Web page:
• Monitor frog numbers and distribution to determine if the species is recovering or in decline and to assess the efficacy of management activities.

What can you do to help this species?

  • Contribute to recovery activities for the wallum sedge frog and other wallum frogs by ensuring that activities on sites surrounding wallum froglet habitat do not alter water tables, hydrological patterns or water quality.
  • Never release exotic fish into natural waterways, wetlands or dams (e.g. through disposal of aquarium collections, using exotic species as bait, or flushing fish down the toilet).
  • Handling of frogs should be avoided to prevent introducing disease.

Related information

Barker J, Grigg GC and Tyler MJ. 1995. A Field Guide to Australian Frogs. Surrey Beatty, Chipping Norton, NSW.

Cogger HG. 1996. Reptiles and Amphibians of Australia. Reed Books, Port Melbourne, Victoria.

Department of the Environment and Energy (DOEE). 2017. Litoria olongburensis Wallum Sedge Frog in Species Profile and Threats Database. DOEE, Canberra.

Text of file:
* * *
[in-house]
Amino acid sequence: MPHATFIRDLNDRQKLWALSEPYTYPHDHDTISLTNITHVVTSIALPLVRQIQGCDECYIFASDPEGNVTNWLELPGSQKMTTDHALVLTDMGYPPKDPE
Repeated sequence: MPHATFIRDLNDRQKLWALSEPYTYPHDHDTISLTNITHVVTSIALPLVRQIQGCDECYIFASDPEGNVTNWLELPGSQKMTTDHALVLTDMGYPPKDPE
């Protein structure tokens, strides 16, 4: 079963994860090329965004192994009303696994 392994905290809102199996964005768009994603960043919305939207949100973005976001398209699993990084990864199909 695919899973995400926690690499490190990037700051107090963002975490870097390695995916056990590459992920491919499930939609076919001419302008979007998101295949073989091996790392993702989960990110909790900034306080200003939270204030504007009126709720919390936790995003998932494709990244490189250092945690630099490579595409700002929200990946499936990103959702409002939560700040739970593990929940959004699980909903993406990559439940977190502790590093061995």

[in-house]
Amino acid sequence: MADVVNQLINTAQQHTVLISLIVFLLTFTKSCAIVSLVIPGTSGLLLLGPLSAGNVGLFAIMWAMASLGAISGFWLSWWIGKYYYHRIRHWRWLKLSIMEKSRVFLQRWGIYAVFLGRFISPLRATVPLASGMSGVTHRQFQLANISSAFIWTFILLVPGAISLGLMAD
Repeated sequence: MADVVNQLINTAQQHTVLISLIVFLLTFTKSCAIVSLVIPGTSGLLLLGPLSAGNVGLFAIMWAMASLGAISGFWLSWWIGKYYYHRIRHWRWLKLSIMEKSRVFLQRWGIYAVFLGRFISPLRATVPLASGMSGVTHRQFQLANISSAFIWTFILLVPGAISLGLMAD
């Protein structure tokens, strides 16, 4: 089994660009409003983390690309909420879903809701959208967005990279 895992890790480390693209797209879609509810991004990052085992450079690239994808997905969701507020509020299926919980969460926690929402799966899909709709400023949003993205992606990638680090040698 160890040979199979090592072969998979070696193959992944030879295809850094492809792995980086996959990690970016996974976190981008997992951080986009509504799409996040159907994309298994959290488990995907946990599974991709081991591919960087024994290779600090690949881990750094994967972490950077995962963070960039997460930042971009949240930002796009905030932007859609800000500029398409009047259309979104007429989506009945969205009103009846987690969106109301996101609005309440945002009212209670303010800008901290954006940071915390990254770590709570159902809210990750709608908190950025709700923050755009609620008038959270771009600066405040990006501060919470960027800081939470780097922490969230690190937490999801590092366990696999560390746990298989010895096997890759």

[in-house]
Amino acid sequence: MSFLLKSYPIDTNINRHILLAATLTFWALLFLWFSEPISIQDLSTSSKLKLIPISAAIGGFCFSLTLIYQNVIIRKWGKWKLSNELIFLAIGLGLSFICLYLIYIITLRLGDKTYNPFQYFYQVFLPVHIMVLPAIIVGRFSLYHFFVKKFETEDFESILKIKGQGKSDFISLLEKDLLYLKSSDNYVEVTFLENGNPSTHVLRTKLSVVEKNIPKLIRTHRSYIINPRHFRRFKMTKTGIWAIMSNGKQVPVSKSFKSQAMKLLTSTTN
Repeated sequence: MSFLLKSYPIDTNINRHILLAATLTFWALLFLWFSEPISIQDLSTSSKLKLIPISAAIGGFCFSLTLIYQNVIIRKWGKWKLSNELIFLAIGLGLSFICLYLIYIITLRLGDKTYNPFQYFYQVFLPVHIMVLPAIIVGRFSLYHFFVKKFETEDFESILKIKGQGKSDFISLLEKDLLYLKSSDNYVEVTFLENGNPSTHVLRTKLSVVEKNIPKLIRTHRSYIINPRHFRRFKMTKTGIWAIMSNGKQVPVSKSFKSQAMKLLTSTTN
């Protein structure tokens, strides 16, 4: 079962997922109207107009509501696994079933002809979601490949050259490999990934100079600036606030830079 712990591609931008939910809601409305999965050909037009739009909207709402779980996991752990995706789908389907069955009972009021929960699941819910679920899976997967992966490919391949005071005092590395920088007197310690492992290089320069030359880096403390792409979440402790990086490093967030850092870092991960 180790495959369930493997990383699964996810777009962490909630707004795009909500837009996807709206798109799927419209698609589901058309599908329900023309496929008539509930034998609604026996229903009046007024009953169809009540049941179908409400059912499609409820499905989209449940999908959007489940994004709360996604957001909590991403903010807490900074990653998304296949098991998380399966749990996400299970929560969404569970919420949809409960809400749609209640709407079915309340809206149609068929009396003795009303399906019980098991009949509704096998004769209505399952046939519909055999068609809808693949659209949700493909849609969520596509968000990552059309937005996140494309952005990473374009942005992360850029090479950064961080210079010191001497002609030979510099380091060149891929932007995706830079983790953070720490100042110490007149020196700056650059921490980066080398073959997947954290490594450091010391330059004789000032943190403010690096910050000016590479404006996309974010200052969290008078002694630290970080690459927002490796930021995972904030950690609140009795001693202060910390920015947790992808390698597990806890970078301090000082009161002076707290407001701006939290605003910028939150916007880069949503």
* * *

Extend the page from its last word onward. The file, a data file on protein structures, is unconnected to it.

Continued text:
Hines HB, Mahony M and McDonald K. 1999. An assessment of frog declines in wet subtropical Australia. Pp 44-63 in Campbell, A. (ed.) Declines and Disappearances of Australian Frogs. Environment Australia, Canberra.

Liem DS and Ingram G J 1977. Two new species of frogs (Anura: Myobatrachidae, Pelodryadidae) from Queensland and New South Wales. Victorian Naturalist 94, 255-262.

Meyer E Hero, J-M Shoo L and Lewis B. 2006. National recovery plan for the wallum sedgefrog and other wallum-dependent frog species. Report to Department of the Environment and Water Resources, Canberra. Queensland Parks and Wildlife Service, Brisbane.

Shuker, JD, Simpkins, CA & Hero, J- 2016, 'Determining environmental limits of threatened species: The example of the wallum sedgefrog Litoria olongburensis', Ecosphere, vol. 7, no. 6.

Last updated
12 July 2017